achievable
Thread Rating:
  • 1 Vote(s) - 5 Average
  • 1
  • 2
  • 3
  • 4
  • 5
Courts Asia
30-05-2018, 07:27 PM.
Post: #181
RE: Courts Asia
Financial Results for the Financial Year Ended 31 March 2018 ("FY17/18")

Highlights :
1. The Group reported revenue of S$713.1 million, a dip of 3.7% from S$740.5 million in the same corresponding period FY16/17
2. Group gross profit margins dipped marginally to 35.9% in FY17/18, from 36.3% in FY16/17
3. Remains profitable in FY17/18, notwithstanding a net loss position for Q4 FY17/18
4. The Group achieved profitability at S$8.1 million for FY17/18 compared to S$23.7 million for FY16/17
5. The Group’s cash position remains healthy, with strong net cash generated from its operating activities, increasing to S$108.6 million from S$98.7 million as at 31 March 2017
6. Net asset value per share was 44.7 cent as at 31 March 2018
7. No dividend is declared for the current financial period reported on vs 1.29 cent for preceding financial year.

More details in :
1. http://infopub.sgx.com/FileOpen/CAL_SGXN...eID=508014
2. http://infopub.sgx.com/FileOpen/CAL_Anal...eID=508016
3. http://infopub.sgx.com/FileOpen/CAL_Medi...eID=508015

Courts Asia today closed at S$0.220 (+0.005).
Specuvestor: Asset - Business - Structure.

http://www.valuebuddies.com
Website Find Reply
30-05-2018, 08:53 PM. (This post was last modified: 30-05-2018, 08:55 PM by karlmarx.)
Post: #182
RE: Courts Asia
CAL is facing lower sales, higher financing costs, and greater credit risk.

1) Malaysian and Indonesian operations remaining unprofitable. The Indonesian operations look hopeless. The Malaysian operations need massive restructuring, unless the policy on interest rate limit is reversed. Refer to the segment results for better clarity:

http://infopub.sgx.com/FileOpen/CAL_SGXN...eID=508014

2) Adoption of FRS 109 (for FY ending 31 March 2019) and FRS 116 (for FY ending 31 March 2020). The implication for this is bad for the P&L and very bad for the balance sheet. Everything is clearly explained here:

http://infopub.sgx.com/FileOpen/Courts%2...eID=491939

3) The above 2 issues will lower CAL's credit quality. As all its loans are due for repricing early next year, the implication is that CAL will likely have to pay much more to borrow. And then interest rates are rising too. Currently CAL pays about $17m in interests a year. This may increase by anywhere between $2-6m, depending on the environment then.

To CAL's credit, it seems that they are starting to pay down their loans. But then this also means its financing business is no longer growing, as its trade receivables also show.

Barring a recovery in its sales and/or ASP, it seems likely that FY18 (and beyond) will be bad for CAL. By extension, there may not be any dividends as well.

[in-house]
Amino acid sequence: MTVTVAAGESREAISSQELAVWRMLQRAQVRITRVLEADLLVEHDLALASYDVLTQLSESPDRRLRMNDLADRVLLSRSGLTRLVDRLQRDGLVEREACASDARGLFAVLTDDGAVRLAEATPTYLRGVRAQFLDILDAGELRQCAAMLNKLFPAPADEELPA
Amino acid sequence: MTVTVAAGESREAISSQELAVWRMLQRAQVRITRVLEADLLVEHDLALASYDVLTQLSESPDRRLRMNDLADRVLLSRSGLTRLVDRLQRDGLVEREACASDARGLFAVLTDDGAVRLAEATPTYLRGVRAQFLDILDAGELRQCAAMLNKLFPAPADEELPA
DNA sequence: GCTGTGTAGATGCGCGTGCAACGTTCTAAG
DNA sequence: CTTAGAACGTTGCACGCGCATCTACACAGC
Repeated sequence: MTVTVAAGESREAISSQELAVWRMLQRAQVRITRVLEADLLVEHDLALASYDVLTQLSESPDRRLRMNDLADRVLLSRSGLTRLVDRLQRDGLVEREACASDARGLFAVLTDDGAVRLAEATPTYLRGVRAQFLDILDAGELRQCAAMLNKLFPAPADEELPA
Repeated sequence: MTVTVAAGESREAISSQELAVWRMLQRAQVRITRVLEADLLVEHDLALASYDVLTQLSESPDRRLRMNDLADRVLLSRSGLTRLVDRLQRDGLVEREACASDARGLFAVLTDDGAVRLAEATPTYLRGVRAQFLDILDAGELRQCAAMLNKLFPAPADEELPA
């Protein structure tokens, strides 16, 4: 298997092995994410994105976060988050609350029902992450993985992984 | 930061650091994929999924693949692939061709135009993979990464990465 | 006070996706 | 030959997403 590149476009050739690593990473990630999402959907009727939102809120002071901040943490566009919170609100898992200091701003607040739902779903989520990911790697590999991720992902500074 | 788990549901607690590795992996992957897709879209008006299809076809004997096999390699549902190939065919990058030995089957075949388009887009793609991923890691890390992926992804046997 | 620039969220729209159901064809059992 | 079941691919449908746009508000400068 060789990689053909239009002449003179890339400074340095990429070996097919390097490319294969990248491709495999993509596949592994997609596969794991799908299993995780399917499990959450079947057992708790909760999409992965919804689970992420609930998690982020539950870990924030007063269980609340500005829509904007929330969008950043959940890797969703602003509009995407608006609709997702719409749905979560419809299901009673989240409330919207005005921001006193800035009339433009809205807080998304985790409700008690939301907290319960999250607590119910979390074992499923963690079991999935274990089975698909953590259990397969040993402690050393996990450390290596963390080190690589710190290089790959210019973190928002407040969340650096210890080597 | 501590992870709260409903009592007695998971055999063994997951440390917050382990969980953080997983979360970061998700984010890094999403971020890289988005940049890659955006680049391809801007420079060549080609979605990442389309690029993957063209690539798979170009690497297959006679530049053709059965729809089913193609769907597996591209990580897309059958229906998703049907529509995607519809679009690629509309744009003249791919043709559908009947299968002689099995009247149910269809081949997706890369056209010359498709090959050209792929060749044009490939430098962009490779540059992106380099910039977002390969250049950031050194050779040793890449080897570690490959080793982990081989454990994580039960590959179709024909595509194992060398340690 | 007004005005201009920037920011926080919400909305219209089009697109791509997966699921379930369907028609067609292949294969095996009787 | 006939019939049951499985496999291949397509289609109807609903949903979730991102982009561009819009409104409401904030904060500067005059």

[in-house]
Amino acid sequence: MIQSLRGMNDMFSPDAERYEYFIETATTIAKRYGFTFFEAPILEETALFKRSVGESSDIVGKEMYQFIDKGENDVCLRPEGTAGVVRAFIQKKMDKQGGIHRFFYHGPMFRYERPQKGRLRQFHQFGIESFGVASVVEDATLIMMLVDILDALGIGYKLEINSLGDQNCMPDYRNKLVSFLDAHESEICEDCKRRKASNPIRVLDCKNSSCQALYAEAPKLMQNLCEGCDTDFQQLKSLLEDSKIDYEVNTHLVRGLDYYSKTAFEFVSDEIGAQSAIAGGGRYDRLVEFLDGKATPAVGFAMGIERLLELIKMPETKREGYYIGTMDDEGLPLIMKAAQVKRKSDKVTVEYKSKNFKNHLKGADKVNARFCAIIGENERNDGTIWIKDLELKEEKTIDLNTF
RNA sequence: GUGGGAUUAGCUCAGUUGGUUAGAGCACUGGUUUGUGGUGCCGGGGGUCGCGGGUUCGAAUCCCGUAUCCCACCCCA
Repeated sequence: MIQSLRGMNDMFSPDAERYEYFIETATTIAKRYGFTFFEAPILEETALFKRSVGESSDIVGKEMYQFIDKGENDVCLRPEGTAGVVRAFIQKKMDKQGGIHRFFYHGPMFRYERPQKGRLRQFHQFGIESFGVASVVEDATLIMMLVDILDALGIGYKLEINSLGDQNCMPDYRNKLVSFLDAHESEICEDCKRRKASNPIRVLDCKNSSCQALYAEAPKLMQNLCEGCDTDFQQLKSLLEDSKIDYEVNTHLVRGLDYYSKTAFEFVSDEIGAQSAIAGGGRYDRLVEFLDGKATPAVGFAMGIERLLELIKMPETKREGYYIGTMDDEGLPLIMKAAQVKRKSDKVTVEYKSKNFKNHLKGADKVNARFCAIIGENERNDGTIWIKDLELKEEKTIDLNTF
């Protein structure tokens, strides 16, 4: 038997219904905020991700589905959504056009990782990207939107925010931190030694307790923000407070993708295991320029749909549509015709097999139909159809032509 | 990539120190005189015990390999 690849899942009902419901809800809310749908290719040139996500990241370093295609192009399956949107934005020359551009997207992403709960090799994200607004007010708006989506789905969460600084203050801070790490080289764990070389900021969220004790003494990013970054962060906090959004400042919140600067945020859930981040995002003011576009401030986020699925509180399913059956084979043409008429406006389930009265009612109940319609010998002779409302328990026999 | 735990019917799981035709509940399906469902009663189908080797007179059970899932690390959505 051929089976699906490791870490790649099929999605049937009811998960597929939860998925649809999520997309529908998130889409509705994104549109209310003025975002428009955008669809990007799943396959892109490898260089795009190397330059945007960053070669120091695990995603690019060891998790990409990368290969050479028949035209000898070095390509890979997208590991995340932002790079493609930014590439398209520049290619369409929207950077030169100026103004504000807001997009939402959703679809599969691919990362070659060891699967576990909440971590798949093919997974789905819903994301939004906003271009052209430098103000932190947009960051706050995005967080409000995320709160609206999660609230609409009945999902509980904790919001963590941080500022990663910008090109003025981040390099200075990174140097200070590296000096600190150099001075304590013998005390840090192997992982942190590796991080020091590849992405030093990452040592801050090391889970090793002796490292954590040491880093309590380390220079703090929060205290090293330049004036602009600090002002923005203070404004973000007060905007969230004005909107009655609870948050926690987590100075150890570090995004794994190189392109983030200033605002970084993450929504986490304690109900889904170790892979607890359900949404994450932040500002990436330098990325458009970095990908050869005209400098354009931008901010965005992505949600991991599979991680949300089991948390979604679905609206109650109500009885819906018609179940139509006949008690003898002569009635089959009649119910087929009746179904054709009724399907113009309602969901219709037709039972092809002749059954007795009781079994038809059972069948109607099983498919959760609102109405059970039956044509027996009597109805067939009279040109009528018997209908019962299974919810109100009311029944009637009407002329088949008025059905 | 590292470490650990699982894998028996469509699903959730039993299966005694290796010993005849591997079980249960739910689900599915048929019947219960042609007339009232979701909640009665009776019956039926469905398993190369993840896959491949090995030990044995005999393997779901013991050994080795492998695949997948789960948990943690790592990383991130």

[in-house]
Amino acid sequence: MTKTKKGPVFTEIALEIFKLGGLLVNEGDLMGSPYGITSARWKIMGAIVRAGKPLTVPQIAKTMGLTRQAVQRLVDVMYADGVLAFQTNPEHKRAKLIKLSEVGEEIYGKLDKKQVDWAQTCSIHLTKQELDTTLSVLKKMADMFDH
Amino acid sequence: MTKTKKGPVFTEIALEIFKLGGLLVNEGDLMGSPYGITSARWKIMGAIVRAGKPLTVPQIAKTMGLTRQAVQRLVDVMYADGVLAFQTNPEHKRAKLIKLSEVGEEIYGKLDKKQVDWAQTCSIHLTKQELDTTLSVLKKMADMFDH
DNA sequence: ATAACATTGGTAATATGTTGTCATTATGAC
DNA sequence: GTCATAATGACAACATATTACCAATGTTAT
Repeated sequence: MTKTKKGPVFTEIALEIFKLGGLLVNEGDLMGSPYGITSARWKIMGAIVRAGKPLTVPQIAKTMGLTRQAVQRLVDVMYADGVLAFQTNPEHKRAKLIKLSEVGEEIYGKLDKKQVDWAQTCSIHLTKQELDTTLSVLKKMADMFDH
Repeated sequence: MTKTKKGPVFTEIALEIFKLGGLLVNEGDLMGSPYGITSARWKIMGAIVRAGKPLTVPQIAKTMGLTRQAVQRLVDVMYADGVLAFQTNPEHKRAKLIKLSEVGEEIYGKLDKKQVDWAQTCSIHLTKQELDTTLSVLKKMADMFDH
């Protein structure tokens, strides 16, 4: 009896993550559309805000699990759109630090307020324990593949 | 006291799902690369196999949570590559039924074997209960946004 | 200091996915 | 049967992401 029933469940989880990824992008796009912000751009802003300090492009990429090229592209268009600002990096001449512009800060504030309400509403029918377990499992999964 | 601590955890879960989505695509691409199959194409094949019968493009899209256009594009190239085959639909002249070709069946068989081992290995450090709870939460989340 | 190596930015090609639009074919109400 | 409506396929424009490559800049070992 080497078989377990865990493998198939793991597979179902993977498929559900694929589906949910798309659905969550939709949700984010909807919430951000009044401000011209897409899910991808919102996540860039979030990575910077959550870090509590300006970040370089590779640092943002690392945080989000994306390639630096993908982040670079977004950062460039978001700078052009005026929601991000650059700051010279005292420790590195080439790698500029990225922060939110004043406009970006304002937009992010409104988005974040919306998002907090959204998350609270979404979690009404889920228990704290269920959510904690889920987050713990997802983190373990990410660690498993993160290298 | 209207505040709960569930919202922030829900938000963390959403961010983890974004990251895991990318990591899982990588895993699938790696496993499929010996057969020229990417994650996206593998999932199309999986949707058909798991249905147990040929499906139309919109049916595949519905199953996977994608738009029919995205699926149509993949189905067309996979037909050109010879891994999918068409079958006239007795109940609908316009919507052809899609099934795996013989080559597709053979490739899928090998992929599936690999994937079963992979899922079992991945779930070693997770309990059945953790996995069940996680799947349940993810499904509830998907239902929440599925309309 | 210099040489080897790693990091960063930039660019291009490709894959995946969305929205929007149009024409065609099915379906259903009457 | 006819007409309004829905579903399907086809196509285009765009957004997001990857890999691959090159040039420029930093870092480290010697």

Some may say that CAL has already had a credit event when it solicited and gained approval to relax its MTN covenants. The question for (prospective) investors is whether CAL will breach these relaxed covenants in the next year or so.

Find Reply
28-06-2018, 09:10 AM. (This post was last modified: 28-06-2018, 09:11 AM by CY09.)
Post: #183
RE: Courts Asia
Surprisingly, Courts has offered to do an early redemption of its bonds

http://infopub.sgx.com/FileOpen/Courts%2...eID=512191

With the reduction in financing cost, it will be beneficial to the company's P&L.

Find Reply
28-06-2018, 06:59 PM.
Post: #184
RE: Courts Asia
Just 3 months ago, CAL sought permission from the note holders for the note covenants to be relaxed. Now, it has decided it no longer needed the money after all.

Since CAL's financing business depends on a readily available supply of cash, now that CAL is returning money to noteholders, it may mean that CAL has decided to gradually unwind the financing business in either Malaysia, Indonesia, or both. Why Malaysia and Indonesia? Because both these business units have poor performance/prospects; higher delinquency on its receivables, and in Malaysia's case, a cap on the interest it can charge.

CAL may have first decided to stay the course in Malaysia/Indonesia financing when it solicited noteholders approval for covenant relaxation in March. It may have just realised how challenging its Malaysian business is when it is unable to price its interest charges at a rate that is appropriate to the customer's credit profile.

Will CAL close its Indonesian operations, again? What will Courts Malaysia's marketing strategy be, without a financing arm?

Find Reply


Forum Jump:


Users browsing this thread: 1 Guest(s)
Valuebuddies.com | Return to Top | Lite (Archive) Mode | RSS Syndication | CONTACT US: nas......@valuebuddies.com | | Share Buy-Back | Disclosure of Interest